– The purpose of this paper is to evaluate the prevalence of HBV and/or HCV co-infection among HIV-infected inmates entering the correctional facility.

Abstract

Purpose

The purpose of this paper is to evaluate the prevalence of HBV and/or HCV co-infection among HIV-infected inmates entering the correctional facility.

Design/methodology/approach

Prospective collection of data of HIV-infected inmates entered the institution over a ten-year period.

Findings

During study period 365 consecutive different inmates were evaluated. HCV co-infection was observed in more than 80 per cent of the tested HIV-infected inmates, past HBV infection in 71.6 per cent and active HBV co-infection was detected in 7.1 per cent; triple coinfection (HIV, HCV and HBs-Ag positivity) was present in 6 per cent of the total.

Originality/value

This study confirms high prevalence of co-infections among HIV-infected inmates. Testing for HBV and HCV in all HIV-infected inmates at entry in any correctional system is recommended to identify those in need of specific care and/or preventing interventions.

Details

International Journal of Prisoner Health, vol. 12 no. 2
Type: Research Article
ISSN: 1744-9200

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Article
Publication date: 1 March 2019

Sukran Kose, Pelin Adar, Ayhan Gozaydin, Lutfiye Kuzucu and Gulgun Akkoclu

Prisons, which are hazardous places for various contagious diseases, carry additional risks for HBV and HCV because of the communal lifestyle (common use of tools like…

Abstract

Purpose

Prisons, which are hazardous places for various contagious diseases, carry additional risks for HBV and HCV because of the communal lifestyle (common use of tools like razor blades, tattoo applications, intravenous drug use and homosexual intercourse). The purpose of this paper is to determine the prevalence of HBV and HCV, and also provide information for prisoners in this respect.

Design/methodology/approach

This study included 180 prisoners from the Buca F-Type Closed Prison, and 180 prisoners from the Foça Open Prison in Turkey. After the training seminars, serum levels of HBsAg, anti HBs, anti HBc total and anti HCV in the prisoners were assessed using the MICROELISA method.

Findings

All the prisoners were male. The mean age was 40(21–73) years. According to the results of 360 prisoners from both prisons, 17 (4.7 percent) prisoners were HBsAg positive and were diagnosed as HBV. Isolated anti HBs was positive in 33 (9.1 percent) prisoners who had been previously vaccinated. In 25 (6.9 percent) prisoners isolated Anti HBc total was positive, and in 61 (16.9 percent) prisoners both Anti HBs and Anti HBc total was positive in those who were considered to be recovered from the HBV. Anti HCV was positive in 2 (0.5 percent) prisoners; the process was repeated twice, and found to be repeatedly positive. Coinfection of HBV and HCV was not detected.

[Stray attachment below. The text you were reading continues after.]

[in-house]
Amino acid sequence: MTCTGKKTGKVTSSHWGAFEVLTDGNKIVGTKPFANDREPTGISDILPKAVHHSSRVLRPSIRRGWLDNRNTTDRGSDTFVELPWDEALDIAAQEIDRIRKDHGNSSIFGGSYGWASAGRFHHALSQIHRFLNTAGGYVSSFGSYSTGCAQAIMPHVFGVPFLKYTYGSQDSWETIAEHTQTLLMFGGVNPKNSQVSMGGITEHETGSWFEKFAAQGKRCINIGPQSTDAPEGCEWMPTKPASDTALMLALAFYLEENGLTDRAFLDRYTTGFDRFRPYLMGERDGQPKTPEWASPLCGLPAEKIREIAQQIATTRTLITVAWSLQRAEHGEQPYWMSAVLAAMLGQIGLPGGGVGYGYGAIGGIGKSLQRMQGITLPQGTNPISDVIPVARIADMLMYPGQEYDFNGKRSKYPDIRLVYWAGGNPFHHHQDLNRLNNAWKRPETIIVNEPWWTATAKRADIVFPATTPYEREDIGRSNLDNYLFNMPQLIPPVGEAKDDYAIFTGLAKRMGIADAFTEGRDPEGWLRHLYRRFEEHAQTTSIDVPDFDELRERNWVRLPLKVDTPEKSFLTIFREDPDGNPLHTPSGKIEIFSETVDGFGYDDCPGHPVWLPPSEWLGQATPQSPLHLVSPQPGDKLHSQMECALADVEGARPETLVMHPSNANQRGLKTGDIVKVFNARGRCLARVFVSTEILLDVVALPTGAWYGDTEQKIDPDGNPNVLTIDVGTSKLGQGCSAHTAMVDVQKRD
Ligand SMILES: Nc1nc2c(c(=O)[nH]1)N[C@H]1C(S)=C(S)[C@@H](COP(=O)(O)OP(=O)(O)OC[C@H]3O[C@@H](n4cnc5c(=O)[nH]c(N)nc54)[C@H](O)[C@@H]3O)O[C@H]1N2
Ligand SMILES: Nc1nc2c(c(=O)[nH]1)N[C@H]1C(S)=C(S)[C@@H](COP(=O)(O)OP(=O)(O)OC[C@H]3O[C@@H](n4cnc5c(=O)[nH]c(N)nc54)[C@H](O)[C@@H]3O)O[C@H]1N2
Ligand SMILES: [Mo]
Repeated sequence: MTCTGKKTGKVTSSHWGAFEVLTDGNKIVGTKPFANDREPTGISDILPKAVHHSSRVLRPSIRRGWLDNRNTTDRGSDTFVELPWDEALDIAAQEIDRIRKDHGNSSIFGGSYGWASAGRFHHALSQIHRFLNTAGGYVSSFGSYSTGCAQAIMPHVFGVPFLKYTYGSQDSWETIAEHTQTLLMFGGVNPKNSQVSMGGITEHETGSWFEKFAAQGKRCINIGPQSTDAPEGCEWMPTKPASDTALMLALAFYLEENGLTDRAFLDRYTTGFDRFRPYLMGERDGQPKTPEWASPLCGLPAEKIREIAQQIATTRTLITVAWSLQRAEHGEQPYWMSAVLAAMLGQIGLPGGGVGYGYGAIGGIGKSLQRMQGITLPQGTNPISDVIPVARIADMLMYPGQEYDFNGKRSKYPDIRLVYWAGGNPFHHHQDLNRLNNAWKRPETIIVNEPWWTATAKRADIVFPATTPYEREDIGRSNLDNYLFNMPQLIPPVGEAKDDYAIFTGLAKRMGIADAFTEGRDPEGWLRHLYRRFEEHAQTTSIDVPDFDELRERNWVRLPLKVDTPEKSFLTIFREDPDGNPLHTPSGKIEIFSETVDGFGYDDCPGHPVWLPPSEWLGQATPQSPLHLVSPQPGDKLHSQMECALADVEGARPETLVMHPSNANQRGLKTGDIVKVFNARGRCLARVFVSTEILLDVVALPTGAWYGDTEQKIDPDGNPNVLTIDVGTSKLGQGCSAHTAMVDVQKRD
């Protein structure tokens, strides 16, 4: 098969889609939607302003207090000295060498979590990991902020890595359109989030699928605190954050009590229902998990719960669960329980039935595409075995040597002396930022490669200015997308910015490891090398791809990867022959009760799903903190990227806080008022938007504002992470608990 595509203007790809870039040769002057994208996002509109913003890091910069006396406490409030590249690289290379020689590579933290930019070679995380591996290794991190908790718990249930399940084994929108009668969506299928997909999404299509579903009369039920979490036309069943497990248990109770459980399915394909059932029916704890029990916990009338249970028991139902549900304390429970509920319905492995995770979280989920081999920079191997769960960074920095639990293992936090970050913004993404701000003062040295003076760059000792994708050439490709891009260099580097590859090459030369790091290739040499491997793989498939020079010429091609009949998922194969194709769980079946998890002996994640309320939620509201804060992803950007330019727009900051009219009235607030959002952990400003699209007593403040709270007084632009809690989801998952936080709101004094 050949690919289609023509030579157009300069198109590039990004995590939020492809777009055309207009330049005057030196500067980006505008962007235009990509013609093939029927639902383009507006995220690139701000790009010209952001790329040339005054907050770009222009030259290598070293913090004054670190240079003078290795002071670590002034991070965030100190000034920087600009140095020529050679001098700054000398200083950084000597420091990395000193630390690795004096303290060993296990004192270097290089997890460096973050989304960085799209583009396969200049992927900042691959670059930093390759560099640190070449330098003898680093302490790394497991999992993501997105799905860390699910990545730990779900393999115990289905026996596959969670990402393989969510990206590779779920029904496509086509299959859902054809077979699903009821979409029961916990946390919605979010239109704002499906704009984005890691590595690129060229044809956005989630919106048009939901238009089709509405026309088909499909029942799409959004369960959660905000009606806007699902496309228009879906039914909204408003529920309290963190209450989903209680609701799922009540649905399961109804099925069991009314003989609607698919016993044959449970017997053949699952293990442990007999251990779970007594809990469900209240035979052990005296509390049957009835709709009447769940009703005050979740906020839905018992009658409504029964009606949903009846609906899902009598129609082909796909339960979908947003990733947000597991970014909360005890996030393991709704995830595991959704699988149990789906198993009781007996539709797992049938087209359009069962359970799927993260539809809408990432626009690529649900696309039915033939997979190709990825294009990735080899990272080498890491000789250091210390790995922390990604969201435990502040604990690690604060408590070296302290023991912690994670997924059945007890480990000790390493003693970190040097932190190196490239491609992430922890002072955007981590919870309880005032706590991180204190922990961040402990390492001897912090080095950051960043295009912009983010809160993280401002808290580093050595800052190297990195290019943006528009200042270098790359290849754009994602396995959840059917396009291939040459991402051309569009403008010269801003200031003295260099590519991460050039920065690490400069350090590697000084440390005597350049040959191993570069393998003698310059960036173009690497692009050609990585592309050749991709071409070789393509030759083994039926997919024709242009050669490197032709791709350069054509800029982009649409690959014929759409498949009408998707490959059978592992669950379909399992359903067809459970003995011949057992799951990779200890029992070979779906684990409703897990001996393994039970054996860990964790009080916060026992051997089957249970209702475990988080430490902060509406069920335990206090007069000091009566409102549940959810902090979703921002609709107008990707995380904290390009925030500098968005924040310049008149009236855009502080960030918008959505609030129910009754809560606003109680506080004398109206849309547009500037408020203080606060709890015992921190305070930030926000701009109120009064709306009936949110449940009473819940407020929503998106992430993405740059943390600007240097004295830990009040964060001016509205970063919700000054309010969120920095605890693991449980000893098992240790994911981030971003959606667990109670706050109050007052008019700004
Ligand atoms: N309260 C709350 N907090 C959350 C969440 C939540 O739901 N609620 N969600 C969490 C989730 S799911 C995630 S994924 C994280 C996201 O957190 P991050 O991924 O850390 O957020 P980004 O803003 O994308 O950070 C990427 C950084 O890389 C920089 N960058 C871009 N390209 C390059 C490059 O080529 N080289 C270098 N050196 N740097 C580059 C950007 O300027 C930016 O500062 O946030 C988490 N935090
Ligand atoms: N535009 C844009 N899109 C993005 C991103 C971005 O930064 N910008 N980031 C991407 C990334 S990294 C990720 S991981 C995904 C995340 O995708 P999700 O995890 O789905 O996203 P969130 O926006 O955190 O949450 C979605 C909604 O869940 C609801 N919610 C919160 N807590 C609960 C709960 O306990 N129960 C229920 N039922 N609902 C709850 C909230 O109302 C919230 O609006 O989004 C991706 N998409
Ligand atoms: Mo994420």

Research limitations/implications

In this study, the prevalence of HBV and HCV was determined to be similar to those in the normal population. However, it is not expedient to generalize this result and apply it to all prisons. For the sake of public health, prisons should be scanned for infectious diseases, and vaccinations must be applied as necessary, in order to provide protection.

Originality/value

It is a study to determine the prevalence of HBV and HCV in the prisoner population, which constitute one of the risk groups because of the communal lifestyle (common use of some tools such as the razor blade, tattoo applications, intravenous drug use and homosexual intercourse), and to compare the results with other groups in Turkey and globally.

Details

International Journal of Prisoner Health, vol. 15 no. 2
Type: Research Article
ISSN: 1744-9200

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Article
Publication date: 12 March 2014

Stephanie Ellen Perrett, Mark Erricker and Marion Lyons

The purpose of this paper is to provide education on blood-borne viruses (BBVs) to prison staff to help reduce stigma within the prisons, improve the care prisoners…

Abstract

Purpose

The purpose of this paper is to provide education on blood-borne viruses (BBVs) to prison staff to help reduce stigma within the prisons, improve the care prisoners receive and reduce the risk of occupational transmission.

Design/methodology/approach

An e-module was used to improve staff understanding of hepatitis B (HBV), hepatitis C (HCV) and HIV at a prison in Wales, UK. An assessment was used to gather data on prison staff understanding of BBVs prior to undertaking the e-module.

Findings

In total, 530/697 (76 per cent) prison staff completed the BBV e-module. Average pre- and post-course assessment scores were 8.6/11 and 10.85/11, respectively. Most staff understood the modes of hepatitis transmission, however, gaps in understanding were highlighted. In total, 22 per cent of staff believed HBV and HCV were airborne, 9 per cent believed transmission occurred through sharing cutlery. In total, 31 per cent of staff believed prisoners with hepatitis should declare their status to the prison.

Practical implications

The e-module significantly improved staff understanding of BBVs and should be incorporated into future prison training packages. Future education should include how BBVs are not transmitted with an emphasis on casual contact. Medical confidentiality in prisons should also be addressed. Improving understanding will help reduce the stigma of BBVs within prison and improve the multidisciplinary care the prisoner receives.

Originality/value

To the authors knowledge this is the first published evaluation of a BBV learning package for custodial staff. Evaluation of this educational package demonstrates a unique and valuable insight into the general understanding of BBVs by prison staff in Wales, UK.

Details

International Journal of Prisoner Health, vol. 10 no. 1
Type: Research Article
ISSN: 1744-9200